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All Critics (15)
| Top Critics (1)
| Fresh (12)
| Rotten (3)
| DVD (3)
Mr. Peckinpah's least interesting, least personal film in years, a hysterically elaborate, made-in-Yugoslavia war spectacle, the work of international financiers and a multinational cast.
This was Peckinpah's last important work and his only war movie.
Goes to extremes to paint a picture of war as insane.
War is hell, but for Peckinpah it's also the sadist's Olympian joke
Its complex and vivid portrayal of the absurdity of war, however, prompted none other than Orson Welles to write Peckinpah and proclaim it the finest antiwar film he had ever seen.
Cross of Iron would almost seem a proper mea culpa by Peckinpah for his controversial career.
Not Peckinpah's best, but still powerful.
This war film is also Peckinpah's last great movie.
Peckinpah indulges in endless combat scenes (this was his only war movie), which try the patience of viewers who came for the real story.
A very good movie about a women seeking revenge for the death of her husband when she see's the man responsible for his death and her daughters death back on the streets. A thriller and drama with many twist and turns. 4 stars 7-3-12If your a World War 2 film lover don't miss this one. A very good film showing the German side of the war and to my surprise James Coburn plays lead as a German enlisted man who gets the job done. A Clint Eastwood role for sure, Some very good actual film footage in this one. 4 stars. 7-7-12
With this film, the legendary master of violent action Sam Peckinpah made his only (strict) war film. The story takes place along the Eastern Front of World War II in 1943, and follows a hardened, weary corporal (later sargeant) named Steiner who, besides battling Russian forces, gets into a battle of wills with Capt. Stransky- a member of the Prussian aristocracy who vows to win the coveted Iron Cross (the highest medal one in the Germany army can win)at all costs.
So yeah, besides being a big war film, this deals with class conflict, cultural issues, and has typical Peckinpah themes such as masculinity, honor, and the corrupting influence of violence. It's some good stuff.
The film had a pretty low budget, and the shoot was troubled, but all in all, this is a pretty decent and satisfying film. It is pretty obvious that the film's creating was plagued by torubles and limitations, especially in the end where it just seems really rushed, sloppy, and tacked on. I do dig the ending, but I can't help but imagine what the real end result could have been like had the film had a bigger budget.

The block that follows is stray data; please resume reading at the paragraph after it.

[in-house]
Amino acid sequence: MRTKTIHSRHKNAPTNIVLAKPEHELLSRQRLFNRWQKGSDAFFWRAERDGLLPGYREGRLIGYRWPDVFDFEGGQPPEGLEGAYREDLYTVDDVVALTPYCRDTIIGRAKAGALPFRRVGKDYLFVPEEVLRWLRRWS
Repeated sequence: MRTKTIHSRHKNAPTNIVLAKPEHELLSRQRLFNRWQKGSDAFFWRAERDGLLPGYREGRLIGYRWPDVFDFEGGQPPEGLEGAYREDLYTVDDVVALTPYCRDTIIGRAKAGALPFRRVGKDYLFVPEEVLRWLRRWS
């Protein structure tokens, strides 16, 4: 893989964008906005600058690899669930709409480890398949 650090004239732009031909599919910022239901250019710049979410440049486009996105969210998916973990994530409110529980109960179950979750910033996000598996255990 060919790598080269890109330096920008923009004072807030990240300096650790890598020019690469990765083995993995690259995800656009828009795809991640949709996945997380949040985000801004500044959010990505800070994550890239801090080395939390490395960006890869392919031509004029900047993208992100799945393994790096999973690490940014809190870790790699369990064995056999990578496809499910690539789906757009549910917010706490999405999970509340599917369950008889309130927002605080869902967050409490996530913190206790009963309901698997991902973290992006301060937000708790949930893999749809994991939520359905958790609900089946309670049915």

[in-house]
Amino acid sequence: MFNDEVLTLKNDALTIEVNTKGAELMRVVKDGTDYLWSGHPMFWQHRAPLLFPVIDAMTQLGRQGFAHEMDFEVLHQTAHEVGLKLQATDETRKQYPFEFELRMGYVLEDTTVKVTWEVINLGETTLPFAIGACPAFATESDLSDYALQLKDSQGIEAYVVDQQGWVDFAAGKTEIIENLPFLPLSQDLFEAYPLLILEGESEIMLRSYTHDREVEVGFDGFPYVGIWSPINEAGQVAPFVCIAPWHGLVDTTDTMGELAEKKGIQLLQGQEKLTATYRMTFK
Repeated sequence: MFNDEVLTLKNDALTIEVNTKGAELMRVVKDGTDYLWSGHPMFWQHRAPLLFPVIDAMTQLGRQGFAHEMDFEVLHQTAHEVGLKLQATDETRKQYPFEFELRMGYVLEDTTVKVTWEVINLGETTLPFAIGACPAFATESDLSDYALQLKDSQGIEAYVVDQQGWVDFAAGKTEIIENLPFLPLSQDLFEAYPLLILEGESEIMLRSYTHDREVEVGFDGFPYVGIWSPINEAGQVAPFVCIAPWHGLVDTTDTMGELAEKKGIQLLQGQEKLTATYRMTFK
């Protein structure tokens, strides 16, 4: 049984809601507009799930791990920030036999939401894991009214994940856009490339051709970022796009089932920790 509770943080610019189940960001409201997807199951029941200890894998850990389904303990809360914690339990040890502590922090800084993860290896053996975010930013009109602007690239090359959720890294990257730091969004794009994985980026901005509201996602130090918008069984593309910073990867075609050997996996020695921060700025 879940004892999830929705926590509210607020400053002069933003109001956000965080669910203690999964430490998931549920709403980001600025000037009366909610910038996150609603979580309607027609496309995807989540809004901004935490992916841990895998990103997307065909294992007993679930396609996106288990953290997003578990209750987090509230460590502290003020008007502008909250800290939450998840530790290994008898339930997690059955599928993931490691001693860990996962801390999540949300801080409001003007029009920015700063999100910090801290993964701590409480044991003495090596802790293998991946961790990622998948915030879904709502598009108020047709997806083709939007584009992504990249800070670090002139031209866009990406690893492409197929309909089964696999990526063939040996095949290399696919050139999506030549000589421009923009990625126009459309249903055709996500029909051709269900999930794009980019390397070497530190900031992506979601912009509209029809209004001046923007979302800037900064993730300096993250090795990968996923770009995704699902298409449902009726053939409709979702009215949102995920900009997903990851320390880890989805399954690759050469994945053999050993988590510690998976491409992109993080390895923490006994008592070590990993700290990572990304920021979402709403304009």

The casting is quite nice, with James Coburn (doing his best Lee Marvin) in the lead as Steiner, and Maximilian Schnell as the well to do Stransky. James Mason and David Warner also show up and do some stuff, although their story doesn't really go anywhere. Still though, everyone does a pretty decent job.
The real highlight are the fantastic battle sequences. This should be a given since Peckinpah helmed it, but, even though he's topped what's in here by a great amount in his otehr works, the action is gritty, raw, and has everything you'd expect fromhim. I especially loved the neat silent scenes that show up once in a while .
All in all, this is a pretty fine war film. It's somewhat messy and maybe slightly draggy, but it's entertaining, and gives you exactly the sort of gritty, bitter, and angry depiction of vioence and combat that Peckinpah is famous for.
Have you ever noticed how often war films (including anti-war films) center around incompetent officers? Paths of Glory, 'Breaker' Morant, Gallipoli, etc., etc., etc... Even films that don't revolve around impotent leadership generally feature it in one or more supporting characters. After viewing at least 200 genre pictures and serving eight years in the military myself I have subscribed to the hypothesis that most commissioned officers, and some enlisted men, are continuously promoted until they reach the point where the responsibilities exceed their capabilities. Cross of Iron is Peckinpah's interesting version of said circumstance, enhanced by James Coburn's inspired performance. Four stars.
Peckinpah is a nut. The thing about him is that he can orchestrate one hell of an action sequence. The war sequences in this film are fantastic and some of the most realistic I have seen in recent memory. The brutality of war and what it does not only to the body, but also to the mind are explored really well here. James Coburn gives a great performance, but there are moments that are a little over the top even for a war movie. I understand the controversy of it considering it is told from the point of view of the Nazi's and I am surprised this film hasn't been locked in a vault somewhere in this day and age, but it's a pretty straight forward war movie all the same. There are some strange moments that took me out of the film and I really didn't understand them (the ending is just plain weird). At the end of the day, the cast and the war scenes really save this movie because otherwise it's all over the place. Another Sam Peckinpah trademark.
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